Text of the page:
Poetic justice: we need more words.

Author:Mulligan, Gabriella
Position:Arts & Culture: POETRY - Badilisha Poetry X-Change
 
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Despite Africa's rich poetic heritage, the continent's poets don't receive the attention and support they deserve. The Badilisha Poetry X-Change is working to change this. Gabriella Mulligan explains how.

The Badilisha Poetry X-Change was launched in Cape Town, South Africa, in 2008. The project initially started as a Cape Town-based festival, featuring poets from across the African continent and from diaspora communities. However, the project soon outgrew the limited scope of physical meetings held in South Africa.

"Being based in Cape Town meant we were not fulfilling our vision of being a Pan-African project, we were not reaching a large, diverse group of Africans," explains Linda Kaoma, project manager at Badilisha.

Soon, the Badilisha online portal was launched, creating a web-based showcase of African poetry accessible to anyone, whether based within Africa or beyond.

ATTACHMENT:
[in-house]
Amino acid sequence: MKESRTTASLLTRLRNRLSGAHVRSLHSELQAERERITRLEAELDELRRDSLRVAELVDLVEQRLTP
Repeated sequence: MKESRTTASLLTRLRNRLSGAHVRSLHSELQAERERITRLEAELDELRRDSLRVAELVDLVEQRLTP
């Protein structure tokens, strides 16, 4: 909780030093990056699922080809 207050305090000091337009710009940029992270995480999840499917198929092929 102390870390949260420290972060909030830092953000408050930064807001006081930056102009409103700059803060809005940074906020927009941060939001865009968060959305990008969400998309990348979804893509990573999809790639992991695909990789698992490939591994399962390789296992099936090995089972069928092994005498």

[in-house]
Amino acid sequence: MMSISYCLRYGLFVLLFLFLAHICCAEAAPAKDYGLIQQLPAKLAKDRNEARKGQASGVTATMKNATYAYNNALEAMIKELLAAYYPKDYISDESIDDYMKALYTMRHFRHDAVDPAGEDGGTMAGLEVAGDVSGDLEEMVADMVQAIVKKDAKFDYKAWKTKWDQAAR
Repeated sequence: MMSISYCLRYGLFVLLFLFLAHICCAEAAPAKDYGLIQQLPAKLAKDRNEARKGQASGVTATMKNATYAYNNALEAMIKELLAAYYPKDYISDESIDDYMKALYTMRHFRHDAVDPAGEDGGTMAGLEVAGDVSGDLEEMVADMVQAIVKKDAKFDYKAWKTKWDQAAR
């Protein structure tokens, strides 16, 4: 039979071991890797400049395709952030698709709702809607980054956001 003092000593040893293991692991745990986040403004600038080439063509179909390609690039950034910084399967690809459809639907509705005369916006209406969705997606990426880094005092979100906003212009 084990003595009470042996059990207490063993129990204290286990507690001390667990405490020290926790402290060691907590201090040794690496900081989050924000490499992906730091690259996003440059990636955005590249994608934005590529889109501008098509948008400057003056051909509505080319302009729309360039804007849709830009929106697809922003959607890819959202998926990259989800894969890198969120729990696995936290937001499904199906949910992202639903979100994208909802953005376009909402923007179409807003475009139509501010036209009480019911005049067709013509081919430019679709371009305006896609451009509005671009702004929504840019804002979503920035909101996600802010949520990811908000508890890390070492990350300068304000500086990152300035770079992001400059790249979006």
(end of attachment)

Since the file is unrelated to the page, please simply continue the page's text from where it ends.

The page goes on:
"Our transition to existing mainly online meant breaking down some of the geographical restrictions, and we are therefore able to reach a much wider audience," Kaoma said.

The Badilisha Poetry X-change is now the largest single collection of African poetry in the world, showcasing the work of over 400 poets from 31 countries to date. Poems are archived in written text format, as well as in audio podcasts--enabling visitors to the site to both read the poetry of a wide variety of African poets for themselves, or to listen to the authors read their own works. Aside from the obvious attractions of creating an online archive of the continent's poetry, Kaoma says the Badilisha online project also hopes to empower Africa's artists by Bringing African art and poetry back home, since much of Africa's art is currently done overseas, and by members of the diaspora. Due to this trend, Kaoma says access to local art and poetry within Africa has to date been limited.

"For a range of historical, political and economic reasons, many of the important collections and productions of African art today are located orperformed outside of Africa [...] Africans living on the continent have limited access to their own artistic heritage and the world of contemporary practitioners," Kaoma said.

One key frustration of this lack of access, she explains, is the way it negatively impacts on individual poets, their development, and sense of self-confidence.

"[The lack of access] means that African writers' and poets' knowledge of other African authors and poets is limited, preventing the inspiration...

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